The reading of Chinua Achebe’s novel No Longer at Ease leads me think of my country and some American missionaries in my country. I was led to Christ by American missionaries. They came to my university and made friends with a lot of Chinese students. I was one of those who were willing to study Bible with them and prayed to accept Jesus Christ as savior. I still remember a serious talk between me and one American brother regarding pirated software. He was persuading me to stop using pirated software, which is very common in China and it costs only 1 dollar to buy a CD, from music to enterprise level database. I agree that using pirated software is absolutely not the right thing to do. I also feel guilty while doing so, but if stop doing that I will have no software to use because the legal copies are too expensive comparing to Chinese average income, moreover, everyone is using that and if I don’t use, I will fall behind my class.
Several years later, as a manager working in Microsoft, my salary can afford me to buying legal software. But many of my friends are still using illegal copies because their salaries are still quite low. It is still hard for me to tell them it’s not the right thing to do because I’m no longer in their situation. But I think it’s already easier than letting the Americans to tell.
Mr. Green in the novel is like most foreigners in China. They are usually in the senior executive position of company or mission organization. As American citizen, they don’t need to interact with local government to send their kids to public school, nor do they go to local public hospital. They don’t understand why we struggle in bribery, giving money privately to doctors in order to get a better operation, etc. Because they are not in the same world as we do, just like Mr. Green and Obi in the novel, like that American brother and me in the college.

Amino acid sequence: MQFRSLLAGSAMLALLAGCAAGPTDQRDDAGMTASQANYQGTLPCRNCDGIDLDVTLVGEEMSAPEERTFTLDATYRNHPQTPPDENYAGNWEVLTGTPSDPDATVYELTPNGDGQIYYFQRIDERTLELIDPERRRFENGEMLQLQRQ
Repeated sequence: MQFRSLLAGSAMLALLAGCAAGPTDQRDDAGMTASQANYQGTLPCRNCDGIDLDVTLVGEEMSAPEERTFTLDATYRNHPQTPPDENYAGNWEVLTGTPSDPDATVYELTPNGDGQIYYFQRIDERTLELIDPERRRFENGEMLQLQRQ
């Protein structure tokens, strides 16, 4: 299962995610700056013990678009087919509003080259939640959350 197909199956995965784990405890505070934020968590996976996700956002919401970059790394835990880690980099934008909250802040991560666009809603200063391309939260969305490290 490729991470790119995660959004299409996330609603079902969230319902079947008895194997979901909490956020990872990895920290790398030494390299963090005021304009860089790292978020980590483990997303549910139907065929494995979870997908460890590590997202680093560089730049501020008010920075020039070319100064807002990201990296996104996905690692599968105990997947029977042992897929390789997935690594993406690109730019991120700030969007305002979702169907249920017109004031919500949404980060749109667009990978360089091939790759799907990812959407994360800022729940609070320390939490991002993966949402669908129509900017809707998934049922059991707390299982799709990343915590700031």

Mediating what Paul said in 1 Corinthians 9:22: “To the weak became I as weak, that I might gain the weak: I am made all things to all men, that I might by all means save some.” I think Paul does not mean be a weak person and sins against God, nor does he simply mean living among the weak person just like missionaries coming to China. He wants to live in their situation and guide them out of the situation. This is difficult to cross-cultural ministry because in many cases, alien people do not need to live in the social and political structure of local people. But Paul’s ministry and Mr. Okonkwo’s tragedy both reminded me the importance of “in the world but not of the world.”
By the way, I’m very thankful for that American brother. Though I can’t do what he asked at that time, he corrected my view. Once I had the income I started to buy genuine software. And when I teach other brothers, it makes them not thinking it’s too difficult or impossible.